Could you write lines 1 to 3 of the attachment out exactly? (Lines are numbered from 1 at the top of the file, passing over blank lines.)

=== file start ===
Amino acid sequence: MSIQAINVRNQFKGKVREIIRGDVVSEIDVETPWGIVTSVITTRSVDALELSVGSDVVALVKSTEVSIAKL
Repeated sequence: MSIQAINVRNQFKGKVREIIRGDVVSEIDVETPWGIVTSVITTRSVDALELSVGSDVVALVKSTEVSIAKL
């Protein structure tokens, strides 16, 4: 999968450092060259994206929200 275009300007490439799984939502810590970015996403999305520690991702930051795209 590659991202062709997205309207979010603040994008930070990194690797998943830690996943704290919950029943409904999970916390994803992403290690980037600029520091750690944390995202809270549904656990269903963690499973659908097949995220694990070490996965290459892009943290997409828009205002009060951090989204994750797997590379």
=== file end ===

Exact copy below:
Amino acid sequence: MSIQAINVRNQFKGKVREIIRGDVVSEIDVETPWGIVTSVITTRSVDALELSVGSDVVALVKSTEVSIAKL
Repeated sequence: MSIQAINVRNQFKGKVREIIRGDVVSEIDVETPWGIVTSVITTRSVDALELSVGSDVVALVKSTEVSIAKL
């Protein structure tokens, strides 16, 4: 999968450092060259994206929200 275009300007490439799984939502810590970015996403999305520690991702930051795209 590659991202062709997205309207979010603040994008930070990194690797998943830690996943704290919950029943409904999970916390994803992403290690980037600029520091750690944390995202809270549904656990269903963690499973659908097949995220694990070490996965290459892009943290997409828009205002009060951090989204994750797997590379």